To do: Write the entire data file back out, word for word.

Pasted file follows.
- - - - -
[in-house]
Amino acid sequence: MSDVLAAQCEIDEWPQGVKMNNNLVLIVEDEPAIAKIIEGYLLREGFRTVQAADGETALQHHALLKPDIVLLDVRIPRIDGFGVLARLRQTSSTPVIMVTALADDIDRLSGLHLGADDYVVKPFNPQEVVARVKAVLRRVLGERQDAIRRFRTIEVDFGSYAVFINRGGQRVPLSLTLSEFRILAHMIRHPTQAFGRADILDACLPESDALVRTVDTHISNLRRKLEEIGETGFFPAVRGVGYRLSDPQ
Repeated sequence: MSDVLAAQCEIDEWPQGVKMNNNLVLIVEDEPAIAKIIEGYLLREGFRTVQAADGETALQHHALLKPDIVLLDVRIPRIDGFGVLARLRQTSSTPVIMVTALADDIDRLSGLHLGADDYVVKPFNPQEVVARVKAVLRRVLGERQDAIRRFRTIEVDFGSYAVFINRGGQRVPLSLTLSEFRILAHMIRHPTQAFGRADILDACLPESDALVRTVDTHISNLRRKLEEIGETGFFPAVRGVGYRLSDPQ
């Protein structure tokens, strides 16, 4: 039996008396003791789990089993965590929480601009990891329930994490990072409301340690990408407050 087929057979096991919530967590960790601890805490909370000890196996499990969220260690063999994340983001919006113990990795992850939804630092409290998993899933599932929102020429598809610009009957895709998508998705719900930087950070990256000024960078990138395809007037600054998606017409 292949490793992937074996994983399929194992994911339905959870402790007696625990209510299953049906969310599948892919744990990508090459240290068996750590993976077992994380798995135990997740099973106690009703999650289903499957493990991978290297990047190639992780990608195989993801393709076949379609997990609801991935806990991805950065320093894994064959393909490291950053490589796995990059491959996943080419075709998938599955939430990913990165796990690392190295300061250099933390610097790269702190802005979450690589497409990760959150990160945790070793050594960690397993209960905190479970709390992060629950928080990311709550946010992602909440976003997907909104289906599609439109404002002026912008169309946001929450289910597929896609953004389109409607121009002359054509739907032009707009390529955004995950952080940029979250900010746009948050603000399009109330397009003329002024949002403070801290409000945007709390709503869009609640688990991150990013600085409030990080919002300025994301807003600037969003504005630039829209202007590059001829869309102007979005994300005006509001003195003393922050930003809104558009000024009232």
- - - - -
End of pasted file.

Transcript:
[in-house]
Amino acid sequence: MSDVLAAQCEIDEWPQGVKMNNNLVLIVEDEPAIAKIIEGYLLREGFRTVQAADGETALQHHALLKPDIVLLDVRIPRIDGFGVLARLRQTSSTPVIMVTALADDIDRLSGLHLGADDYVVKPFNPQEVVARVKAVLRRVLGERQDAIRRFRTIEVDFGSYAVFINRGGQRVPLSLTLSEFRILAHMIRHPTQAFGRADILDACLPESDALVRTVDTHISNLRRKLEEIGETGFFPAVRGVGYRLSDPQ
Repeated sequence: MSDVLAAQCEIDEWPQGVKMNNNLVLIVEDEPAIAKIIEGYLLREGFRTVQAADGETALQHHALLKPDIVLLDVRIPRIDGFGVLARLRQTSSTPVIMVTALADDIDRLSGLHLGADDYVVKPFNPQEVVARVKAVLRRVLGERQDAIRRFRTIEVDFGSYAVFINRGGQRVPLSLTLSEFRILAHMIRHPTQAFGRADILDACLPESDALVRTVDTHISNLRRKLEEIGETGFFPAVRGVGYRLSDPQ
């Protein structure tokens, strides 16, 4: 039996008396003791789990089993965590929480601009990891329930994490990072409301340690990408407050 087929057979096991919530967590960790601890805490909370000890196996499990969220260690063999994340983001919006113990990795992850939804630092409290998993899933599932929102020429598809610009009957895709998508998705719900930087950070990256000024960078990138395809007037600054998606017409 292949490793992937074996994983399929194992994911339905959870402790007696625990209510299953049906969310599948892919744990990508090459240290068996750590993976077992994380798995135990997740099973106690009703999650289903499957493990991978290297990047190639992780990608195989993801393709076949379609997990609801991935806990991805950065320093894994064959393909490291950053490589796995990059491959996943080419075709998938599955939430990913990165796990690392190295300061250099933390610097790269702190802005979450690589497409990760959150990160945790070793050594960690397993209960905190479970709390992060629950928080990311709550946010992602909440976003997907909104289906599609439109404002002026912008169309946001929450289910597929896609953004389109409607121009002359054509739907032009707009390529955004995950952080940029979250900010746009948050603000399009109330397009003329002024949002403070801290409000945007709390709503869009609640688990991150990013600085409030990080919002300025994301807003600037969003504005630039829209202007590059001829869309102007979005994300005006509001003195003393922050930003809104558009000024009232």